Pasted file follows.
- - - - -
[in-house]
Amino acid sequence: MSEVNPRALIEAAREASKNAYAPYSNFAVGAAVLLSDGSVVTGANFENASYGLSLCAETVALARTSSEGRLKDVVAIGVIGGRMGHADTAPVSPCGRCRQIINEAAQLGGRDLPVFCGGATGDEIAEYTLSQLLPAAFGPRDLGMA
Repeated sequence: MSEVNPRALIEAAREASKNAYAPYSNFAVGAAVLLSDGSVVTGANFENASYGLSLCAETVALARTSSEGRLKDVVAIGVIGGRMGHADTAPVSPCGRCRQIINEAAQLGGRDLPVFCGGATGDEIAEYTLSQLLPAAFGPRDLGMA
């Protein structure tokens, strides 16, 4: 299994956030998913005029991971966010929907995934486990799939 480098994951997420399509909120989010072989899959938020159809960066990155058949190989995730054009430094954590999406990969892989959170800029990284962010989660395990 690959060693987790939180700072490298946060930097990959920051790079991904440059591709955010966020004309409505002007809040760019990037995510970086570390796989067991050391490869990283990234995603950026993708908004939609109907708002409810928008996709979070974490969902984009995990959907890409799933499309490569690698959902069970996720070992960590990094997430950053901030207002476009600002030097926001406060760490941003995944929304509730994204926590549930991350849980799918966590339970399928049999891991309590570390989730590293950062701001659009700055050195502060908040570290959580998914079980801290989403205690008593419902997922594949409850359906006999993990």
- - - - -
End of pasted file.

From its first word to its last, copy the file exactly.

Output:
[in-house]
Amino acid sequence: MSEVNPRALIEAAREASKNAYAPYSNFAVGAAVLLSDGSVVTGANFENASYGLSLCAETVALARTSSEGRLKDVVAIGVIGGRMGHADTAPVSPCGRCRQIINEAAQLGGRDLPVFCGGATGDEIAEYTLSQLLPAAFGPRDLGMA
Repeated sequence: MSEVNPRALIEAAREASKNAYAPYSNFAVGAAVLLSDGSVVTGANFENASYGLSLCAETVALARTSSEGRLKDVVAIGVIGGRMGHADTAPVSPCGRCRQIINEAAQLGGRDLPVFCGGATGDEIAEYTLSQLLPAAFGPRDLGMA
């Protein structure tokens, strides 16, 4: 299994956030998913005029991971966010929907995934486990799939 480098994951997420399509909120989010072989899959938020159809960066990155058949190989995730054009430094954590999406990969892989959170800029990284962010989660395990 690959060693987790939180700072490298946060930097990959920051790079991904440059591709955010966020004309409505002007809040760019990037995510970086570390796989067991050391490869990283990234995603950026993708908004939609109907708002409810928008996709979070974490969902984009995990959907890409799933499309490569690698959902069970996720070992960590990094997430950053901030207002476009600002030097926001406060760490941003995944929304509730994204926590549930991350849980799918966590339970399928049999891991309590570390989730590293950062701001659009700055050195502060908040570290959580998914079980801290989403205690008593419902997922594949409850359906006999993990």